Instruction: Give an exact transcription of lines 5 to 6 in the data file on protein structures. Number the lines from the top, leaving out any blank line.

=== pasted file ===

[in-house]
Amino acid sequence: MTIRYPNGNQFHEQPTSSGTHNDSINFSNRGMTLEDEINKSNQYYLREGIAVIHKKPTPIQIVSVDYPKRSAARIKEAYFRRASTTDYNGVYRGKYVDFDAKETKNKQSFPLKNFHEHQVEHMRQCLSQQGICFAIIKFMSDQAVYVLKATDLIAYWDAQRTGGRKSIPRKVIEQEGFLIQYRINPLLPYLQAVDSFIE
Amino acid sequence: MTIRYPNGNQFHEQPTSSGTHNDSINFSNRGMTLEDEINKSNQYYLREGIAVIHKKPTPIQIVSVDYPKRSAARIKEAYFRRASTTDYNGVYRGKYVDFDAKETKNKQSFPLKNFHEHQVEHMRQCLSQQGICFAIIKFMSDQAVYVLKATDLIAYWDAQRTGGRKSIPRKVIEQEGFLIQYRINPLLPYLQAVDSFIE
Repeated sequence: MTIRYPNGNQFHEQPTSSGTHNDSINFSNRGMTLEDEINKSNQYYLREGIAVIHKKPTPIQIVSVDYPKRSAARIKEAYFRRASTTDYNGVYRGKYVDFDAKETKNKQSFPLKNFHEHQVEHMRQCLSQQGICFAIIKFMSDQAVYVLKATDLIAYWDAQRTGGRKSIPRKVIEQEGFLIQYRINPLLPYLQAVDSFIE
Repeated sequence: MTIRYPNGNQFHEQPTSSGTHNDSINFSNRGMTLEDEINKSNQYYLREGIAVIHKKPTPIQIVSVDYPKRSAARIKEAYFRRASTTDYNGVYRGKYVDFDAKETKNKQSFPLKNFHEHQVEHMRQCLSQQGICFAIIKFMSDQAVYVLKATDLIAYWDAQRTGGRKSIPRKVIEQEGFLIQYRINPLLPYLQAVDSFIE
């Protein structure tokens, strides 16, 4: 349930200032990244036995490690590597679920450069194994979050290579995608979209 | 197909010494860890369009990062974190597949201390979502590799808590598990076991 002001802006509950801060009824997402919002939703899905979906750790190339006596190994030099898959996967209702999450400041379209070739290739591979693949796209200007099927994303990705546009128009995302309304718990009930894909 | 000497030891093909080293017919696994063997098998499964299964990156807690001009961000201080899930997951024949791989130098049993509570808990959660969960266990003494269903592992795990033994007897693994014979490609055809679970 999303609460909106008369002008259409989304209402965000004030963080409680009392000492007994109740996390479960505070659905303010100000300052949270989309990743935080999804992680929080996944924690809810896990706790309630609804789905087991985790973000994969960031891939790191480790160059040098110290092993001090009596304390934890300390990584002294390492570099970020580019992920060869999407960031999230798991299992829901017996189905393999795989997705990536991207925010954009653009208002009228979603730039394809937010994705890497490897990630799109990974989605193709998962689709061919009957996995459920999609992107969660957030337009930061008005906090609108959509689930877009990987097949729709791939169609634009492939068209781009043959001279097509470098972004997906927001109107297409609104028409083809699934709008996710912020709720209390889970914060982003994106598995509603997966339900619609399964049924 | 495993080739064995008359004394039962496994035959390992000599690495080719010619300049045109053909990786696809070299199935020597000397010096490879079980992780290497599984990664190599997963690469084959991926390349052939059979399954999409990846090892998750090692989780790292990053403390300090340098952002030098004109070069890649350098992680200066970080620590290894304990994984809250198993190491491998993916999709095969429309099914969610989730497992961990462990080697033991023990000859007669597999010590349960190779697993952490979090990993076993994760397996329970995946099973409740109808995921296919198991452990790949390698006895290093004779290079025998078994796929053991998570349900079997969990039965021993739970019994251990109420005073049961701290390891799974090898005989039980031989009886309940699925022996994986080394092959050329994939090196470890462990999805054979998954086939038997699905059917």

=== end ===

Repeated sequence: MTIRYPNGNQFHEQPTSSGTHNDSINFSNRGMTLEDEINKSNQYYLREGIAVIHKKPTPIQIVSVDYPKRSAARIKEAYFRRASTTDYNGVYRGKYVDFDAKETKNKQSFPLKNFHEHQVEHMRQCLSQQGICFAIIKFMSDQAVYVLKATDLIAYWDAQRTGGRKSIPRKVIEQEGFLIQYRINPLLPYLQAVDSFIE
């Protein structure tokens, strides 16, 4: 349930200032990244036995490690590597679920450069194994979050290579995608979209 | 197909010494860890369009990062974190597949201390979502590799808590598990076991 002001802006509950801060009824997402919002939703899905979906750790190339006596190994030099898959996967209702999450400041379209070739290739591979693949796209200007099927994303990705546009128009995302309304718990009930894909 | 000497030891093909080293017919696994063997098998499964299964990156807690001009961000201080899930997951024949791989130098049993509570808990959660969960266990003494269903592992795990033994007897693994014979490609055809679970 999303609460909106008369002008259409989304209402965000004030963080409680009392000492007994109740996390479960505070659905303010100000300052949270989309990743935080999804992680929080996944924690809810896990706790309630609804789905087991985790973000994969960031891939790191480790160059040098110290092993001090009596304390934890300390990584002294390492570099970020580019992920060869999407960031999230798991299992829901017996189905393999795989997705990536991207925010954009653009208002009228979603730039394809937010994705890497490897990630799109990974989605193709998962689709061919009957996995459920999609992107969660957030337009930061008005906090609108959509689930877009990987097949729709791939169609634009492939068209781009043959001279097509470098972004997906927001109107297409609104028409083809699934709008996710912020709720209390889970914060982003994106598995509603997966339900619609399964049924 | 495993080739064995008359004394039962496994035959390992000599690495080719010619300049045109053909990786696809070299199935020597000397010096490879079980992780290497599984990664190599997963690469084959991926390349052939059979399954999409990846090892998750090692989780790292990053403390300090340098952002030098004109070069890649350098992680200066970080620590290894304990994984809250198993190491491998993916999709095969429309099914969610989730497992961990462990080697033991023990000859007669597999010590349960190779697993952490979090990993076993994760397996329970995946099973409740109808995921296919198991452990790949390698006895290093004779290079025998078994796929053991998570349900079997969990039965021993739970019994251990109420005073049961701290390891799974090898005989039980031989009886309940699925022996994986080394092959050329994939090196470890462990999805054979998954086939038997699905059917």